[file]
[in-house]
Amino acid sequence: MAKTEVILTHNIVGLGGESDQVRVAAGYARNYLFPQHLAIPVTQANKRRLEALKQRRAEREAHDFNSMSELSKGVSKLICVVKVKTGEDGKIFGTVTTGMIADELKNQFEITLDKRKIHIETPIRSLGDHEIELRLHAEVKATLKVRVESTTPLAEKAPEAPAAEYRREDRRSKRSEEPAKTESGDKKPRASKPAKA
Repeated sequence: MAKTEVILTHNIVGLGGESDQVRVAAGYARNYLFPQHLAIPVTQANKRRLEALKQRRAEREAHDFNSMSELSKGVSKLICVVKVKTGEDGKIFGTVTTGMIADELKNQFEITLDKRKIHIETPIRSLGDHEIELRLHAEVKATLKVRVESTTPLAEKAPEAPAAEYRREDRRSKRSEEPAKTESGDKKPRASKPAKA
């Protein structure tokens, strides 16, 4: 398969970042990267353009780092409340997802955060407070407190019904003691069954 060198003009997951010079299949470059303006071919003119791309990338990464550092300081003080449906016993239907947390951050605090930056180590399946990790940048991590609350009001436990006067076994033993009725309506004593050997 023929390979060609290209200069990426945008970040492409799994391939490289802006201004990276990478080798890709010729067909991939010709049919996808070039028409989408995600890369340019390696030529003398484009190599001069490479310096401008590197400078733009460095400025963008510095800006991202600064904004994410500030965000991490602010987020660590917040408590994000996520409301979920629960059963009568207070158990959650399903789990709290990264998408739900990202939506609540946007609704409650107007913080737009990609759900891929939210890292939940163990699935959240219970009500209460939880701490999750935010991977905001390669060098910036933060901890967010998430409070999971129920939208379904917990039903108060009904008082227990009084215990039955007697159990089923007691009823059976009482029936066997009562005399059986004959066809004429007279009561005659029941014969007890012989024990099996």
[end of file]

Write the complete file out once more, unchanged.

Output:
[in-house]
Amino acid sequence: MAKTEVILTHNIVGLGGESDQVRVAAGYARNYLFPQHLAIPVTQANKRRLEALKQRRAEREAHDFNSMSELSKGVSKLICVVKVKTGEDGKIFGTVTTGMIADELKNQFEITLDKRKIHIETPIRSLGDHEIELRLHAEVKATLKVRVESTTPLAEKAPEAPAAEYRREDRRSKRSEEPAKTESGDKKPRASKPAKA
Repeated sequence: MAKTEVILTHNIVGLGGESDQVRVAAGYARNYLFPQHLAIPVTQANKRRLEALKQRRAEREAHDFNSMSELSKGVSKLICVVKVKTGEDGKIFGTVTTGMIADELKNQFEITLDKRKIHIETPIRSLGDHEIELRLHAEVKATLKVRVESTTPLAEKAPEAPAAEYRREDRRSKRSEEPAKTESGDKKPRASKPAKA
């Protein structure tokens, strides 16, 4: 398969970042990267353009780092409340997802955060407070407190019904003691069954 060198003009997951010079299949470059303006071919003119791309990338990464550092300081003080449906016993239907947390951050605090930056180590399946990790940048991590609350009001436990006067076994033993009725309506004593050997 023929390979060609290209200069990426945008970040492409799994391939490289802006201004990276990478080798890709010729067909991939010709049919996808070039028409989408995600890369340019390696030529003398484009190599001069490479310096401008590197400078733009460095400025963008510095800006991202600064904004994410500030965000991490602010987020660590917040408590994000996520409301979920629960059963009568207070158990959650399903789990709290990264998408739900990202939506609540946007609704409650107007913080737009990609759900891929939210890292939940163990699935959240219970009500209460939880701490999750935010991977905001390669060098910036933060901890967010998430409070999971129920939208379904917990039903108060009904008082227990009084215990039955007697159990089923007691009823059976009482029936066997009562005399059986004959066809004429007279009561005659029941014969007890012989024990099996």